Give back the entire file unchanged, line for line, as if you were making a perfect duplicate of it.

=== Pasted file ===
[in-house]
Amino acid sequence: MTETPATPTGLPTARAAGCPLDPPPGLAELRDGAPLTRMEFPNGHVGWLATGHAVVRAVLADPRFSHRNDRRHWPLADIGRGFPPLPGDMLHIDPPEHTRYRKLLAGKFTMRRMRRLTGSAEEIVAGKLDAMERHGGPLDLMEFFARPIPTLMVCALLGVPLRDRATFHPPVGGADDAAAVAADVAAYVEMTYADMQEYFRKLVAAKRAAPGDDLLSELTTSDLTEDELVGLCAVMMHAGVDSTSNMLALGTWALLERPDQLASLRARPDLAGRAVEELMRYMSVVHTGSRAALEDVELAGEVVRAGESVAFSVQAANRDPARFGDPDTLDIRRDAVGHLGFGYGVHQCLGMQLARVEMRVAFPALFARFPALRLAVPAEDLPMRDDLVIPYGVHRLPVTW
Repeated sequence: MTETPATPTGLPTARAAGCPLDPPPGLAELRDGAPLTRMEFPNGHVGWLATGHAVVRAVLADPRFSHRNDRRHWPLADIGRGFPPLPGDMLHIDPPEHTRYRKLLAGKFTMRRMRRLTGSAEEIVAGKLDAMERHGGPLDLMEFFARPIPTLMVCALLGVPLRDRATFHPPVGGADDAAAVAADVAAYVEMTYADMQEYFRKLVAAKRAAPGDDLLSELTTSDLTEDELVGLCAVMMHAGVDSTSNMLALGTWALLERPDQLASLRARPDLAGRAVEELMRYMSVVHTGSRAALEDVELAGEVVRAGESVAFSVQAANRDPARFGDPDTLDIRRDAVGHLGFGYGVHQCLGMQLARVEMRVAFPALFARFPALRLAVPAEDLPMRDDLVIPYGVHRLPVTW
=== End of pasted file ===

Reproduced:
[in-house]
Amino acid sequence: MTETPATPTGLPTARAAGCPLDPPPGLAELRDGAPLTRMEFPNGHVGWLATGHAVVRAVLADPRFSHRNDRRHWPLADIGRGFPPLPGDMLHIDPPEHTRYRKLLAGKFTMRRMRRLTGSAEEIVAGKLDAMERHGGPLDLMEFFARPIPTLMVCALLGVPLRDRATFHPPVGGADDAAAVAADVAAYVEMTYADMQEYFRKLVAAKRAAPGDDLLSELTTSDLTEDELVGLCAVMMHAGVDSTSNMLALGTWALLERPDQLASLRARPDLAGRAVEELMRYMSVVHTGSRAALEDVELAGEVVRAGESVAFSVQAANRDPARFGDPDTLDIRRDAVGHLGFGYGVHQCLGMQLARVEMRVAFPALFARFPALRLAVPAEDLPMRDDLVIPYGVHRLPVTW
Repeated sequence: MTETPATPTGLPTARAAGCPLDPPPGLAELRDGAPLTRMEFPNGHVGWLATGHAVVRAVLADPRFSHRNDRRHWPLADIGRGFPPLPGDMLHIDPPEHTRYRKLLAGKFTMRRMRRLTGSAEEIVAGKLDAMERHGGPLDLMEFFARPIPTLMVCALLGVPLRDRATFHPPVGGADDAAAVAADVAAYVEMTYADMQEYFRKLVAAKRAAPGDDLLSELTTSDLTEDELVGLCAVMMHAGVDSTSNMLALGTWALLERPDQLASLRARPDLAGRAVEELMRYMSVVHTGSRAALEDVELAGEVVRAGESVAFSVQAANRDPARFGDPDTLDIRRDAVGHLGFGYGVHQCLGMQLARVEMRVAFPALFARFPALRLAVPAEDLPMRDDLVIPYGVHRLPVTW